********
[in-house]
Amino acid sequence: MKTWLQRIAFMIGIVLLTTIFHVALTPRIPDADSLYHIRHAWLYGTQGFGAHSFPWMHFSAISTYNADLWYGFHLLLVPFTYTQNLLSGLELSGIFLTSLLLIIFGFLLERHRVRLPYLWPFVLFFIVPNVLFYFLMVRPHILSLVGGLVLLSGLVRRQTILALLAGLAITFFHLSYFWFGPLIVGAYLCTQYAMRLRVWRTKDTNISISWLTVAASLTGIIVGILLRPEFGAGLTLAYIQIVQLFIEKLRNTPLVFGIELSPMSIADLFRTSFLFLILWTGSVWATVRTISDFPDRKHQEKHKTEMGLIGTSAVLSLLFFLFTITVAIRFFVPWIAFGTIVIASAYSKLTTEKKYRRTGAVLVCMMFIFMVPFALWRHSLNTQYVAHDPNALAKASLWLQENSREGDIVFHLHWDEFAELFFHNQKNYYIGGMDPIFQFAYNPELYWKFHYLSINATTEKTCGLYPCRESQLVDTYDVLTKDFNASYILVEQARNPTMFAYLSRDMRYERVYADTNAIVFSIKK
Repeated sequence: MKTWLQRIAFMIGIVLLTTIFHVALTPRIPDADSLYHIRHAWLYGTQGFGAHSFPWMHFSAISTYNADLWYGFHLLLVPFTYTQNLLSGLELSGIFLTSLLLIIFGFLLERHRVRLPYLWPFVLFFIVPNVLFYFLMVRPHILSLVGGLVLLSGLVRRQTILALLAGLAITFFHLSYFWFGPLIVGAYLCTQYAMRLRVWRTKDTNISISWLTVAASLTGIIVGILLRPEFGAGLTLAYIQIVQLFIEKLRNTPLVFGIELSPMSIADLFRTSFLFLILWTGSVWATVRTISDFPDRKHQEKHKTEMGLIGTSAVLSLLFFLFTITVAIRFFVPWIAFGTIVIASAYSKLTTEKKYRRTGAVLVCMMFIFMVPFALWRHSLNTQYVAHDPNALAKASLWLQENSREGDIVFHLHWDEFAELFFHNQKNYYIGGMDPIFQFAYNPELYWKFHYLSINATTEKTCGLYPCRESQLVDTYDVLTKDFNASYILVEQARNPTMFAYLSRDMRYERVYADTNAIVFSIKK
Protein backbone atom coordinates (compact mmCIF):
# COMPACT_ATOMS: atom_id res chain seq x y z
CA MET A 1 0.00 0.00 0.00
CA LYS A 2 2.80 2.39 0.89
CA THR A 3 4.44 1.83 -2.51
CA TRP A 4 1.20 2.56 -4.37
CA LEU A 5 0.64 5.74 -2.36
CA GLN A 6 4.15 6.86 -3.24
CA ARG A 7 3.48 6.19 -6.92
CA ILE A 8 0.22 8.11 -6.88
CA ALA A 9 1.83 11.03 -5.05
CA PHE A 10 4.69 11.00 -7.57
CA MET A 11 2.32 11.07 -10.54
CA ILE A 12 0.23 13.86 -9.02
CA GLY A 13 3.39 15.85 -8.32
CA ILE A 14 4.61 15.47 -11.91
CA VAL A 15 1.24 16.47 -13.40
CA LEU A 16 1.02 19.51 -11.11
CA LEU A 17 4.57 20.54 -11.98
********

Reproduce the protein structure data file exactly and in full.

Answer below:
[in-house]
Amino acid sequence: MKTWLQRIAFMIGIVLLTTIFHVALTPRIPDADSLYHIRHAWLYGTQGFGAHSFPWMHFSAISTYNADLWYGFHLLLVPFTYTQNLLSGLELSGIFLTSLLLIIFGFLLERHRVRLPYLWPFVLFFIVPNVLFYFLMVRPHILSLVGGLVLLSGLVRRQTILALLAGLAITFFHLSYFWFGPLIVGAYLCTQYAMRLRVWRTKDTNISISWLTVAASLTGIIVGILLRPEFGAGLTLAYIQIVQLFIEKLRNTPLVFGIELSPMSIADLFRTSFLFLILWTGSVWATVRTISDFPDRKHQEKHKTEMGLIGTSAVLSLLFFLFTITVAIRFFVPWIAFGTIVIASAYSKLTTEKKYRRTGAVLVCMMFIFMVPFALWRHSLNTQYVAHDPNALAKASLWLQENSREGDIVFHLHWDEFAELFFHNQKNYYIGGMDPIFQFAYNPELYWKFHYLSINATTEKTCGLYPCRESQLVDTYDVLTKDFNASYILVEQARNPTMFAYLSRDMRYERVYADTNAIVFSIKK
Repeated sequence: MKTWLQRIAFMIGIVLLTTIFHVALTPRIPDADSLYHIRHAWLYGTQGFGAHSFPWMHFSAISTYNADLWYGFHLLLVPFTYTQNLLSGLELSGIFLTSLLLIIFGFLLERHRVRLPYLWPFVLFFIVPNVLFYFLMVRPHILSLVGGLVLLSGLVRRQTILALLAGLAITFFHLSYFWFGPLIVGAYLCTQYAMRLRVWRTKDTNISISWLTVAASLTGIIVGILLRPEFGAGLTLAYIQIVQLFIEKLRNTPLVFGIELSPMSIADLFRTSFLFLILWTGSVWATVRTISDFPDRKHQEKHKTEMGLIGTSAVLSLLFFLFTITVAIRFFVPWIAFGTIVIASAYSKLTTEKKYRRTGAVLVCMMFIFMVPFALWRHSLNTQYVAHDPNALAKASLWLQENSREGDIVFHLHWDEFAELFFHNQKNYYIGGMDPIFQFAYNPELYWKFHYLSINATTEKTCGLYPCRESQLVDTYDVLTKDFNASYILVEQARNPTMFAYLSRDMRYERVYADTNAIVFSIKK
Protein backbone atom coordinates (compact mmCIF):
# COMPACT_ATOMS: atom_id res chain seq x y z
CA MET A 1 0.00 0.00 0.00
CA LYS A 2 2.80 2.39 0.89
CA THR A 3 4.44 1.83 -2.51
CA TRP A 4 1.20 2.56 -4.37
CA LEU A 5 0.64 5.74 -2.36
CA GLN A 6 4.15 6.86 -3.24
CA ARG A 7 3.48 6.19 -6.92
CA ILE A 8 0.22 8.11 -6.88
CA ALA A 9 1.83 11.03 -5.05
CA PHE A 10 4.69 11.00 -7.57
CA MET A 11 2.32 11.07 -10.54
CA ILE A 12 0.23 13.86 -9.02
CA GLY A 13 3.39 15.85 -8.32
CA ILE A 14 4.61 15.47 -11.91
CA VAL A 15 1.24 16.47 -13.40
CA LEU A 16 1.02 19.51 -11.11
CA LEU A 17 4.57 20.54 -11.98